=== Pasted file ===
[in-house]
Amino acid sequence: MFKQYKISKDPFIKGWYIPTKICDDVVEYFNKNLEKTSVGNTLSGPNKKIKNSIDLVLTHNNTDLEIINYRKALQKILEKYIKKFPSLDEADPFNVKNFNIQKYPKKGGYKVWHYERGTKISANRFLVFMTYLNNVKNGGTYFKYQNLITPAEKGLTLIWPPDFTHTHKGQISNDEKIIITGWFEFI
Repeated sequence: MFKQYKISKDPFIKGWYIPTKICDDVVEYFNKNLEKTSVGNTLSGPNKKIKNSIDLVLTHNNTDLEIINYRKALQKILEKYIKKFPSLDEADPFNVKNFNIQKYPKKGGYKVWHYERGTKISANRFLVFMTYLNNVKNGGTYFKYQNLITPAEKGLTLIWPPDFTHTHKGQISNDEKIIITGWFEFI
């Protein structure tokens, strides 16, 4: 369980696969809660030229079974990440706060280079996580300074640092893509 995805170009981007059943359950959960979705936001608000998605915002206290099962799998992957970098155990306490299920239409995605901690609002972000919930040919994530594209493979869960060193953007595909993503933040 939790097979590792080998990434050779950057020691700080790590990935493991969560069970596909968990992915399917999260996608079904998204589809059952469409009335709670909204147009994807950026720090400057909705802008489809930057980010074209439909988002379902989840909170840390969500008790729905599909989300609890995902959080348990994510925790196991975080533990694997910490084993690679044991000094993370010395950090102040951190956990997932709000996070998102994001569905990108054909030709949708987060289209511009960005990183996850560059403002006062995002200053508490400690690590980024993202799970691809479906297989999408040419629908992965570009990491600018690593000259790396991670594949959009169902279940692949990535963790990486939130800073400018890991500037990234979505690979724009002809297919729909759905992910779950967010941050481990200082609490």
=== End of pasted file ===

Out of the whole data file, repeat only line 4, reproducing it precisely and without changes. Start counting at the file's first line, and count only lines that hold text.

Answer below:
């Protein structure tokens, strides 16, 4: 369980696969809660030229079974990440706060280079996580300074640092893509 995805170009981007059943359950959960979705936001608000998605915002206290099962799998992957970098155990306490299920239409995605901690609002972000919930040919994530594209493979869960060193953007595909993503933040 939790097979590792080998990434050779950057020691700080790590990935493991969560069970596909968990992915399917999260996608079904998204589809059952469409009335709670909204147009994807950026720090400057909705802008489809930057980010074209439909988002379902989840909170840390969500008790729905599909989300609890995902959080348990994510925790196991975080533990694997910490084993690679044991000094993370010395950090102040951190956990997932709000996070998102994001569905990108054909030709949708987060289209511009960005990183996850560059403002006062995002200053508490400690690590980024993202799970691809479906297989999408040419629908992965570009990491600018690593000259790396991670594949959009169902279940692949990535963790990486939130800073400018890991500037990234979505690979724009002809297919729909759905992910779950967010941050481990200082609490």